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Oldest Homo sapiens dating back 300,000 years found in Morocco

If someone were to enter a time machine and go back 300,000 years to the vicinity of Jebel Irhoud, now part of Morocco, he might find people whose faces are quite similar to those of present-day humans. The most striking difference would likely be in the profile, which reveals a shorter, more elongated skull. The physical features of these Homo sapiens and the era in which they lived are the subject of two articles published simultaneously (Nature, June 6, 2017). In these studies, the researchers reveal that dating analysis of the bones of three adults, an adolescent and an 8-year-old child and the artifacts associated with them indicate that modern man may have lived in North Africa at least 100,000 years earlier than previously believed. Until now, the three oldest H. sapiens fossils were from sub-Saharan East Africa. The oldest such fossil, from the Omo Kibish site in Ethiopia, was no older than 195,000 years (see map). The consequences of the new find for our understanding of human evolution are enormous. “It was a big ‘wow,’ said French paleoanthropologist Jean-Jacques Hublin of the Max Planck Institute for Anthropological Evolution in Germany, principal author of the paper on human fossils, speaking at a press conference. “The material at Jebel Irhoud was much older than anything else in Africa related to our species.” One surprising aspect of these H. sapiens fossils is the disparity between the parts of the brain, which the French author described as an unusual combination of features that are very advanced (face and teeth) and very archaic (the shape of the braincase). “It’s a much more complex picture of the evolution of our species, with parts of the human anatomy evolving at different rates,” he explained. The shape of the brain, therefore, may have changed during the more recent evolution of modern humans, becoming more globe-shaped and undergoing changes in the proportions. The cerebellum, for example, would have grown.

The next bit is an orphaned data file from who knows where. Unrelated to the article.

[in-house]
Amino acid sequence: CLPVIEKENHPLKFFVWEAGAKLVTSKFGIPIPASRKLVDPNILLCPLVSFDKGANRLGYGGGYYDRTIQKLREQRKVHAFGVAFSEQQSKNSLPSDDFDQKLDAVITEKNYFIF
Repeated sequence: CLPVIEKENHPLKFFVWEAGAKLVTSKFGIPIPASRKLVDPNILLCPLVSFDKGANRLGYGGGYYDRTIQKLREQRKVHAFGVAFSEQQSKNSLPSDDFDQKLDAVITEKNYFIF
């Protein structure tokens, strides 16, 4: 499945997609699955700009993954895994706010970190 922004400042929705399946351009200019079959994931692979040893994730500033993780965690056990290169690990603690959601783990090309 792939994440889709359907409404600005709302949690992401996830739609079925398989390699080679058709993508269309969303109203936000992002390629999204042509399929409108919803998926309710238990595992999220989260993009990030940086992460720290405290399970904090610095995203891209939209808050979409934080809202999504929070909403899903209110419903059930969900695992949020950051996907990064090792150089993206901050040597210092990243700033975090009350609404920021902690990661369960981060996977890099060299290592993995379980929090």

Shannon McPherron/MPI EVA Leipzig The Jebel Irhoud site provided bones of five modern humans that were datedShannon McPherron/MPI EVA Leipzig